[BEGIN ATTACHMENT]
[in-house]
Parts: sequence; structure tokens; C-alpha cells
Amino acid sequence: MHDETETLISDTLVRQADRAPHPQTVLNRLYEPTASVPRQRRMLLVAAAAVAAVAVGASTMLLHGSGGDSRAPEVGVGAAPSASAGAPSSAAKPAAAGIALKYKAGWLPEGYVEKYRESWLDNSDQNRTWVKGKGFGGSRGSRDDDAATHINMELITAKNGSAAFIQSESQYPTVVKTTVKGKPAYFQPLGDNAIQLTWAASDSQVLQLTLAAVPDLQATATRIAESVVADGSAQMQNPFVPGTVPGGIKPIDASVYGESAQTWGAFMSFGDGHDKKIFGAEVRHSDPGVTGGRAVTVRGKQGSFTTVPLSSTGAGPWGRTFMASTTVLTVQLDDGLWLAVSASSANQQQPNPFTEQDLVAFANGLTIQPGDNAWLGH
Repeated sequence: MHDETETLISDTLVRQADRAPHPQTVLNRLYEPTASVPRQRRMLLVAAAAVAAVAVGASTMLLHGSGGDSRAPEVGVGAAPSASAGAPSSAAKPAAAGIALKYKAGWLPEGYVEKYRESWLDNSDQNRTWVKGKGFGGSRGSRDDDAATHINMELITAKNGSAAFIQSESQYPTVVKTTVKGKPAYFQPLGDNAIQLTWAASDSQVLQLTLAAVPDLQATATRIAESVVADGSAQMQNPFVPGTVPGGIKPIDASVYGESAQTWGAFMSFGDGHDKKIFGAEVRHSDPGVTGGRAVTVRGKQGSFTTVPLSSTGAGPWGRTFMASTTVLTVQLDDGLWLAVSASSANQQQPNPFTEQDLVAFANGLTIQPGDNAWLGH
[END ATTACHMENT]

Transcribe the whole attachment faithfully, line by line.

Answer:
[in-house]
Parts: sequence; structure tokens; C-alpha cells
Amino acid sequence: MHDETETLISDTLVRQADRAPHPQTVLNRLYEPTASVPRQRRMLLVAAAAVAAVAVGASTMLLHGSGGDSRAPEVGVGAAPSASAGAPSSAAKPAAAGIALKYKAGWLPEGYVEKYRESWLDNSDQNRTWVKGKGFGGSRGSRDDDAATHINMELITAKNGSAAFIQSESQYPTVVKTTVKGKPAYFQPLGDNAIQLTWAASDSQVLQLTLAAVPDLQATATRIAESVVADGSAQMQNPFVPGTVPGGIKPIDASVYGESAQTWGAFMSFGDGHDKKIFGAEVRHSDPGVTGGRAVTVRGKQGSFTTVPLSSTGAGPWGRTFMASTTVLTVQLDDGLWLAVSASSANQQQPNPFTEQDLVAFANGLTIQPGDNAWLGH
Repeated sequence: MHDETETLISDTLVRQADRAPHPQTVLNRLYEPTASVPRQRRMLLVAAAAVAAVAVGASTMLLHGSGGDSRAPEVGVGAAPSASAGAPSSAAKPAAAGIALKYKAGWLPEGYVEKYRESWLDNSDQNRTWVKGKGFGGSRGSRDDDAATHINMELITAKNGSAAFIQSESQYPTVVKTTVKGKPAYFQPLGDNAIQLTWAASDSQVLQLTLAAVPDLQATATRIAESVVADGSAQMQNPFVPGTVPGGIKPIDASVYGESAQTWGAFMSFGDGHDKKIFGAEVRHSDPGVTGGRAVTVRGKQGSFTTVPLSSTGAGPWGRTFMASTTVLTVQLDDGLWLAVSASSANQQQPNPFTEQDLVAFANGLTIQPGDNAWLGH